Previous to this time and the development of the American commodities future market, growing, selling and buying agricultural crops was a hit or miss proposition.
Midwestern farmers had no idea of crop demand when they came to Chicago to sell their goods.They just hoped to get a good price.
Unlike today, at that time there were there hardly any centralized and standard process for weighing the farmers crop, much less grading its' quality.
Unfortunately for the farmer, it was the early agricultural commodity dealers who had the upper hand. The farmer basically took whatever price he could get from the dealer.
And, as there were few available grain commodity storage facilities, unsold crops - in the event of oversupply and lower demand - went to waste
in the streets.
Due to Chicago's central geographic location - already a bustling commercial center - it became the main hub between the heavily populated East Coast cites and the Midwestern farms
And the appearance of the "Iron Horse" (railroads)in the 1840's ushered in a vastly improved and far more efficient way to move goods between farms and the city populations.
Then, around the mid 1800's, a central grain commodity marketplace was created and central grain commodities market was established.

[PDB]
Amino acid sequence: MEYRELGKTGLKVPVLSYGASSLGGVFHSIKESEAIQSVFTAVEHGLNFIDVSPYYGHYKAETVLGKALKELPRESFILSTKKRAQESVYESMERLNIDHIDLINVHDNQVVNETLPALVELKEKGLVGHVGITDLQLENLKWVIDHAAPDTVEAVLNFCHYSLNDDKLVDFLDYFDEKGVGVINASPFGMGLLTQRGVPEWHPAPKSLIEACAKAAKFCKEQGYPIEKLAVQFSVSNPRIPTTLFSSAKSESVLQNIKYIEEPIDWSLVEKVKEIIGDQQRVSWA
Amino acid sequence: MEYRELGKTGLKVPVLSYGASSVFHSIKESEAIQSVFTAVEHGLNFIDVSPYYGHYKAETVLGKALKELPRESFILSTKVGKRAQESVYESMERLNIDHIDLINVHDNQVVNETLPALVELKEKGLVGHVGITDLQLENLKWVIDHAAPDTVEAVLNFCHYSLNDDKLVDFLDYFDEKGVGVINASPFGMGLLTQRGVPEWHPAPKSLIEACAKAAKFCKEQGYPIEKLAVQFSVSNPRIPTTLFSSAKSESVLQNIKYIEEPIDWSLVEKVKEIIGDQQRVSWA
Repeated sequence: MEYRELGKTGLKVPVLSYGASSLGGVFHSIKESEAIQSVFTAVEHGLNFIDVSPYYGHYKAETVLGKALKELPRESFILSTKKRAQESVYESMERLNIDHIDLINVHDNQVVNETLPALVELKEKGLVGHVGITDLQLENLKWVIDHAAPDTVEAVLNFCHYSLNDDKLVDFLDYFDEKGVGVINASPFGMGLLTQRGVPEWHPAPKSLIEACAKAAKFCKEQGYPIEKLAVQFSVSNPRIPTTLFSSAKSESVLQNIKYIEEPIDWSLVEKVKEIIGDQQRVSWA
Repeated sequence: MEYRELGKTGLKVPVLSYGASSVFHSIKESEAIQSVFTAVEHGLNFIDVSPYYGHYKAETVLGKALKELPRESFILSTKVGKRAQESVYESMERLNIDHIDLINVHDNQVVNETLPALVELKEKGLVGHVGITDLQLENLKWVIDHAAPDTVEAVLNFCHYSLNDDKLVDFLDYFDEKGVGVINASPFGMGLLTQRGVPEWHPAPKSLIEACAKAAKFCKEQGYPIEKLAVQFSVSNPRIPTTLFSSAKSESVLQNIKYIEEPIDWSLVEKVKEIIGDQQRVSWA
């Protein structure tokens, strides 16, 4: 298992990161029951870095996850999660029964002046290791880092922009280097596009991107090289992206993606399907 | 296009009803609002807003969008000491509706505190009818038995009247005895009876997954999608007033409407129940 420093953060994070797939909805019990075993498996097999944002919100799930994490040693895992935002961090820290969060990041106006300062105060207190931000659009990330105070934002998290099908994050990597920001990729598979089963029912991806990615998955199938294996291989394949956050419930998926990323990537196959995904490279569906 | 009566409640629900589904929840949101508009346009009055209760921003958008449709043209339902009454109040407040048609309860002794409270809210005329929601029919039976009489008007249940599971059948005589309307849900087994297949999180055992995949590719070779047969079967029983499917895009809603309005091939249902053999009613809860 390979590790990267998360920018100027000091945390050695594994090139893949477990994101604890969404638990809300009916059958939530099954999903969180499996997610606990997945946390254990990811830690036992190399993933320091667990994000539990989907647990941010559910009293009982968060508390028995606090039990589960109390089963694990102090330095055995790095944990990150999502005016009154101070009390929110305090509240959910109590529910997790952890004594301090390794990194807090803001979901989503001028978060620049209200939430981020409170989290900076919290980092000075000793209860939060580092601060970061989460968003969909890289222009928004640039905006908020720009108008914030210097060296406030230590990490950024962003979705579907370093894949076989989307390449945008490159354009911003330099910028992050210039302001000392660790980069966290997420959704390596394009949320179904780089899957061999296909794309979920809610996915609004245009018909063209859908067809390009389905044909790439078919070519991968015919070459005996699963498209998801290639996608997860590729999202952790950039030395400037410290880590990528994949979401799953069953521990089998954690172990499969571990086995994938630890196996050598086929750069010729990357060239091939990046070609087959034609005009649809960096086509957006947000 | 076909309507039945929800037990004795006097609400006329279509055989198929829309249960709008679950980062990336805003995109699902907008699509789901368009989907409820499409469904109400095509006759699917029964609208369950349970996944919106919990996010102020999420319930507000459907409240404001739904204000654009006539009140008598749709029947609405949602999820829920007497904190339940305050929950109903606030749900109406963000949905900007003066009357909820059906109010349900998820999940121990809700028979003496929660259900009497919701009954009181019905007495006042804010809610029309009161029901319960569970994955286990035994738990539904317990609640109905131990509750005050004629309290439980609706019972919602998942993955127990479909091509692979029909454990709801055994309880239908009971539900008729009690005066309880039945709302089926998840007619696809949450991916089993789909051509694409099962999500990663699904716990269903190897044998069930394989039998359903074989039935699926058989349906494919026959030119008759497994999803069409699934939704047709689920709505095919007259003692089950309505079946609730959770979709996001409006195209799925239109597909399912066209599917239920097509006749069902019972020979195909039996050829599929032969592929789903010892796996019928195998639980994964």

Farmers now had a central grain commodities market where they could sell their larger wheat and other agricultural crop yields directly and immediately to broker dealers for cash. 'On the spot' so to speak.
Railroads in and out of Chicago gave farmers a wide distribution vehicle for shipping their crops countrywide.
And Brokers or dealers acted as the middle men, bringing buyer and seller together in what became the forerunner to today's physical commodities market or cash future market.
Commodity Market Contracts Evolution
In addition to farmers immediately selling/exchanging their grain commodities for cash in the newly established commodities market...forward delivery was another available option.
These 'forward contracts' were the harbingers of today's futures contracts.
Many of these forward contracts were straightforward deals
(think "buy now, pay and deliver later") between two parties, and were not traded on exchanges.
These forward contracts evolved (into the more standardized forms of today's futures contracts we trade today on exchanges), as more and more farmers began committing their grains to futures exchanges for cash.
In some cases if producer changed his mind or circumstances changed, and he no longer needed the commodity, he'd sell it to another producer who did.
Or maybe the farmer changed his mind, not wanting to sell his commodity, and he passes on his obligation to deliver that commodity to another farmer who would sell and deliver it.
This dynamic, coupled with many 'fundamental' supply and demand factors which affect a commodity price during the contract period, led to the rise of price speculation and individual futures traders.
Which brings us to today, were we, as individual speculators have no interest of buying or selling the actual commodity.
Instead, we trade commodities future contracts in the future market to profit from the underlying commodities price movement.